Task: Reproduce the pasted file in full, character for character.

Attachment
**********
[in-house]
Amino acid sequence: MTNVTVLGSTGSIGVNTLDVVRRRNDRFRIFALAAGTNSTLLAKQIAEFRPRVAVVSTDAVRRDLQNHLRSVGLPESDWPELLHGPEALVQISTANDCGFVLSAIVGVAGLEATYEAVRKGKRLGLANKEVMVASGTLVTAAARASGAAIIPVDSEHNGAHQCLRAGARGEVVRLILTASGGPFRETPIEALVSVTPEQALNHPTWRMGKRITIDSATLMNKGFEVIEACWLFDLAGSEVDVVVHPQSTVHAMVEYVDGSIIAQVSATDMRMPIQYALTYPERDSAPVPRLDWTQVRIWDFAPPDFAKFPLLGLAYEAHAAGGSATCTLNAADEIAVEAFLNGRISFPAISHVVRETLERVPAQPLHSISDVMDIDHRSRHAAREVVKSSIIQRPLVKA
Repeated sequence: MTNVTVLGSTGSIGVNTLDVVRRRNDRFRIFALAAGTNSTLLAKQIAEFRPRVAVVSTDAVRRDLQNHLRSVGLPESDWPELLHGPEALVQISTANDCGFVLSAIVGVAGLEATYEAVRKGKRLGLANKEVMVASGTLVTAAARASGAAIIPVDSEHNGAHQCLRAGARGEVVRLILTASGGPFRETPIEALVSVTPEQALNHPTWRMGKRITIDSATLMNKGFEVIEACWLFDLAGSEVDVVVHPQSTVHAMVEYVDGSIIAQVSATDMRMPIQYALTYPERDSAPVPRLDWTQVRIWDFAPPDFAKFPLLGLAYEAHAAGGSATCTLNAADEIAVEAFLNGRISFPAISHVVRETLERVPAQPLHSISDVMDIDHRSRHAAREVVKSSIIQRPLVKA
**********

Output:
[in-house]
Amino acid sequence: MTNVTVLGSTGSIGVNTLDVVRRRNDRFRIFALAAGTNSTLLAKQIAEFRPRVAVVSTDAVRRDLQNHLRSVGLPESDWPELLHGPEALVQISTANDCGFVLSAIVGVAGLEATYEAVRKGKRLGLANKEVMVASGTLVTAAARASGAAIIPVDSEHNGAHQCLRAGARGEVVRLILTASGGPFRETPIEALVSVTPEQALNHPTWRMGKRITIDSATLMNKGFEVIEACWLFDLAGSEVDVVVHPQSTVHAMVEYVDGSIIAQVSATDMRMPIQYALTYPERDSAPVPRLDWTQVRIWDFAPPDFAKFPLLGLAYEAHAAGGSATCTLNAADEIAVEAFLNGRISFPAISHVVRETLERVPAQPLHSISDVMDIDHRSRHAAREVVKSSIIQRPLVKA
Repeated sequence: MTNVTVLGSTGSIGVNTLDVVRRRNDRFRIFALAAGTNSTLLAKQIAEFRPRVAVVSTDAVRRDLQNHLRSVGLPESDWPELLHGPEALVQISTANDCGFVLSAIVGVAGLEATYEAVRKGKRLGLANKEVMVASGTLVTAAARASGAAIIPVDSEHNGAHQCLRAGARGEVVRLILTASGGPFRETPIEALVSVTPEQALNHPTWRMGKRITIDSATLMNKGFEVIEACWLFDLAGSEVDVVVHPQSTVHAMVEYVDGSIIAQVSATDMRMPIQYALTYPERDSAPVPRLDWTQVRIWDFAPPDFAKFPLLGLAYEAHAAGGSATCTLNAADEIAVEAFLNGRISFPAISHVVRETLERVPAQPLHSISDVMDIDHRSRHAAREVVKSSIIQRPLVKA